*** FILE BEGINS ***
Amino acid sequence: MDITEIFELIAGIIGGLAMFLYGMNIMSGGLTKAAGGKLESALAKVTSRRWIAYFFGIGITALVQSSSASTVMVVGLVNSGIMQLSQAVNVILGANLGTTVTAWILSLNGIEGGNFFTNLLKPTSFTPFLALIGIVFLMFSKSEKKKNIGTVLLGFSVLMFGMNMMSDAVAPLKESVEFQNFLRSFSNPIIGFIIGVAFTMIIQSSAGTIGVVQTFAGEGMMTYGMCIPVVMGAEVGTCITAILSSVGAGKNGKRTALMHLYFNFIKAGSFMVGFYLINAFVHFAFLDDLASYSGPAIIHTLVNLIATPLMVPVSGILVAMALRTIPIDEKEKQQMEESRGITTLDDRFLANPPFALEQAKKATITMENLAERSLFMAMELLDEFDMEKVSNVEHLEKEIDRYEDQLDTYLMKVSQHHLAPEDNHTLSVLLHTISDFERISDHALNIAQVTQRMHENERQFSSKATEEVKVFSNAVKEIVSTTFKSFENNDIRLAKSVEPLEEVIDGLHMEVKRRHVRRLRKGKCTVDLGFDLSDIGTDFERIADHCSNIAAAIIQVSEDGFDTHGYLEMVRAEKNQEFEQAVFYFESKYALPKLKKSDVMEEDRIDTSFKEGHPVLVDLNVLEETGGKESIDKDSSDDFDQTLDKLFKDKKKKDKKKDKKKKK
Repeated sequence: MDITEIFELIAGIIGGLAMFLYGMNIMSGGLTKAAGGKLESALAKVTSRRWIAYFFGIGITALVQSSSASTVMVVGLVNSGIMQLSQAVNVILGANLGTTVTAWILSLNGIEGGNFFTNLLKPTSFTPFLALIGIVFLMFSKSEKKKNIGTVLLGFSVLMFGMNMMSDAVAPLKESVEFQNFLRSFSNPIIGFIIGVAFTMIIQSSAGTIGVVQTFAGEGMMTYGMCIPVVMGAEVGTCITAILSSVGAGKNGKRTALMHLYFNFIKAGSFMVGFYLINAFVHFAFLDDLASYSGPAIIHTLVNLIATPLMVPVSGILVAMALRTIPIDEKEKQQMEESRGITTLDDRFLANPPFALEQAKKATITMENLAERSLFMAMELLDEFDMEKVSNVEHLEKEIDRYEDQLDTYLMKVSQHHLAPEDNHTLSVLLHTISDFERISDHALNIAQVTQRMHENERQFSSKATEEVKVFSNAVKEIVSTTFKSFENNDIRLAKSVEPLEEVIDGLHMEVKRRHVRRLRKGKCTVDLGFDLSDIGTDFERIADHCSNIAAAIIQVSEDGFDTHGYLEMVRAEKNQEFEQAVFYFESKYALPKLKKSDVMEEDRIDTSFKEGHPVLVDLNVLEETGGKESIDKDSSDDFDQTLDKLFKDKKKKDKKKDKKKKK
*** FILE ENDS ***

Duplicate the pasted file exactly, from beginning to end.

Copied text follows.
Amino acid sequence: MDITEIFELIAGIIGGLAMFLYGMNIMSGGLTKAAGGKLESALAKVTSRRWIAYFFGIGITALVQSSSASTVMVVGLVNSGIMQLSQAVNVILGANLGTTVTAWILSLNGIEGGNFFTNLLKPTSFTPFLALIGIVFLMFSKSEKKKNIGTVLLGFSVLMFGMNMMSDAVAPLKESVEFQNFLRSFSNPIIGFIIGVAFTMIIQSSAGTIGVVQTFAGEGMMTYGMCIPVVMGAEVGTCITAILSSVGAGKNGKRTALMHLYFNFIKAGSFMVGFYLINAFVHFAFLDDLASYSGPAIIHTLVNLIATPLMVPVSGILVAMALRTIPIDEKEKQQMEESRGITTLDDRFLANPPFALEQAKKATITMENLAERSLFMAMELLDEFDMEKVSNVEHLEKEIDRYEDQLDTYLMKVSQHHLAPEDNHTLSVLLHTISDFERISDHALNIAQVTQRMHENERQFSSKATEEVKVFSNAVKEIVSTTFKSFENNDIRLAKSVEPLEEVIDGLHMEVKRRHVRRLRKGKCTVDLGFDLSDIGTDFERIADHCSNIAAAIIQVSEDGFDTHGYLEMVRAEKNQEFEQAVFYFESKYALPKLKKSDVMEEDRIDTSFKEGHPVLVDLNVLEETGGKESIDKDSSDDFDQTLDKLFKDKKKKDKKKDKKKKK
Repeated sequence: MDITEIFELIAGIIGGLAMFLYGMNIMSGGLTKAAGGKLESALAKVTSRRWIAYFFGIGITALVQSSSASTVMVVGLVNSGIMQLSQAVNVILGANLGTTVTAWILSLNGIEGGNFFTNLLKPTSFTPFLALIGIVFLMFSKSEKKKNIGTVLLGFSVLMFGMNMMSDAVAPLKESVEFQNFLRSFSNPIIGFIIGVAFTMIIQSSAGTIGVVQTFAGEGMMTYGMCIPVVMGAEVGTCITAILSSVGAGKNGKRTALMHLYFNFIKAGSFMVGFYLINAFVHFAFLDDLASYSGPAIIHTLVNLIATPLMVPVSGILVAMALRTIPIDEKEKQQMEESRGITTLDDRFLANPPFALEQAKKATITMENLAERSLFMAMELLDEFDMEKVSNVEHLEKEIDRYEDQLDTYLMKVSQHHLAPEDNHTLSVLLHTISDFERISDHALNIAQVTQRMHENERQFSSKATEEVKVFSNAVKEIVSTTFKSFENNDIRLAKSVEPLEEVIDGLHMEVKRRHVRRLRKGKCTVDLGFDLSDIGTDFERIADHCSNIAAAIIQVSEDGFDTHGYLEMVRAEKNQEFEQAVFYFESKYALPKLKKSDVMEEDRIDTSFKEGHPVLVDLNVLEETGGKESIDKDSSDDFDQTLDKLFKDKKKKDKKKDKKKKK